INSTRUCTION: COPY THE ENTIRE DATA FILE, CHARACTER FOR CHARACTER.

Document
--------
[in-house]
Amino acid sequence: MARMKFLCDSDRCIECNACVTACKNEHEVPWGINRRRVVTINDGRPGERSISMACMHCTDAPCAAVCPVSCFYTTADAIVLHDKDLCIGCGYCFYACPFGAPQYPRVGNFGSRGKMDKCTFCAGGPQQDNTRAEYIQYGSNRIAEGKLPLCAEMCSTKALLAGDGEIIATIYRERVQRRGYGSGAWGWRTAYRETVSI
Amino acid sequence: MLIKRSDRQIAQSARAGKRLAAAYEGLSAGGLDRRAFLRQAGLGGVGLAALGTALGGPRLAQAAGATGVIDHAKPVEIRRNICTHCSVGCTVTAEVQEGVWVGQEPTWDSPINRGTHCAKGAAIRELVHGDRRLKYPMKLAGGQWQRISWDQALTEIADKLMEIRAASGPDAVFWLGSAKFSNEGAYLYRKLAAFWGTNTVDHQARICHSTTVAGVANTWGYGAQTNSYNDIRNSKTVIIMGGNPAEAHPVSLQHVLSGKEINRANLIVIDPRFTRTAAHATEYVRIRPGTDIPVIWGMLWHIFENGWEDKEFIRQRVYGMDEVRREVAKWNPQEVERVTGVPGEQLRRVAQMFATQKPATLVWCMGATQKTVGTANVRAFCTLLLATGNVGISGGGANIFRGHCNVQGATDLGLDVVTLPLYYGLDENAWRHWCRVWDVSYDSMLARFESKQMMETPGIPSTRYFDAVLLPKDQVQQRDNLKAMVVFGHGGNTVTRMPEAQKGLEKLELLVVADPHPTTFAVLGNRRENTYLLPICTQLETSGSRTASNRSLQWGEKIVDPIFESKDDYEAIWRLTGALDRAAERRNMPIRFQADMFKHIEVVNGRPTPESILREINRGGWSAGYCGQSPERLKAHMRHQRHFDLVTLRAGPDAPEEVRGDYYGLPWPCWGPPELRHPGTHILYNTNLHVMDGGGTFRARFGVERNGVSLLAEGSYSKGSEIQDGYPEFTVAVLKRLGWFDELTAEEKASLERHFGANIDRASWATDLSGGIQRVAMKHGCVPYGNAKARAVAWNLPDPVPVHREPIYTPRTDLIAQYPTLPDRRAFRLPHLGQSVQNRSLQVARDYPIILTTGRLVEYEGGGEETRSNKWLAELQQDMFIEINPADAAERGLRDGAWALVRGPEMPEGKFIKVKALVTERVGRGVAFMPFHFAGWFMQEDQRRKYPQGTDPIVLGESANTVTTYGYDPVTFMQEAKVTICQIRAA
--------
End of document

[in-house]
Amino acid sequence: MARMKFLCDSDRCIECNACVTACKNEHEVPWGINRRRVVTINDGRPGERSISMACMHCTDAPCAAVCPVSCFYTTADAIVLHDKDLCIGCGYCFYACPFGAPQYPRVGNFGSRGKMDKCTFCAGGPQQDNTRAEYIQYGSNRIAEGKLPLCAEMCSTKALLAGDGEIIATIYRERVQRRGYGSGAWGWRTAYRETVSI
Amino acid sequence: MLIKRSDRQIAQSARAGKRLAAAYEGLSAGGLDRRAFLRQAGLGGVGLAALGTALGGPRLAQAAGATGVIDHAKPVEIRRNICTHCSVGCTVTAEVQEGVWVGQEPTWDSPINRGTHCAKGAAIRELVHGDRRLKYPMKLAGGQWQRISWDQALTEIADKLMEIRAASGPDAVFWLGSAKFSNEGAYLYRKLAAFWGTNTVDHQARICHSTTVAGVANTWGYGAQTNSYNDIRNSKTVIIMGGNPAEAHPVSLQHVLSGKEINRANLIVIDPRFTRTAAHATEYVRIRPGTDIPVIWGMLWHIFENGWEDKEFIRQRVYGMDEVRREVAKWNPQEVERVTGVPGEQLRRVAQMFATQKPATLVWCMGATQKTVGTANVRAFCTLLLATGNVGISGGGANIFRGHCNVQGATDLGLDVVTLPLYYGLDENAWRHWCRVWDVSYDSMLARFESKQMMETPGIPSTRYFDAVLLPKDQVQQRDNLKAMVVFGHGGNTVTRMPEAQKGLEKLELLVVADPHPTTFAVLGNRRENTYLLPICTQLETSGSRTASNRSLQWGEKIVDPIFESKDDYEAIWRLTGALDRAAERRNMPIRFQADMFKHIEVVNGRPTPESILREINRGGWSAGYCGQSPERLKAHMRHQRHFDLVTLRAGPDAPEEVRGDYYGLPWPCWGPPELRHPGTHILYNTNLHVMDGGGTFRARFGVERNGVSLLAEGSYSKGSEIQDGYPEFTVAVLKRLGWFDELTAEEKASLERHFGANIDRASWATDLSGGIQRVAMKHGCVPYGNAKARAVAWNLPDPVPVHREPIYTPRTDLIAQYPTLPDRRAFRLPHLGQSVQNRSLQVARDYPIILTTGRLVEYEGGGEETRSNKWLAELQQDMFIEINPADAAERGLRDGAWALVRGPEMPEGKFIKVKALVTERVGRGVAFMPFHFAGWFMQEDQRRKYPQGTDPIVLGESANTVTTYGYDPVTFMQEAKVTICQIRAA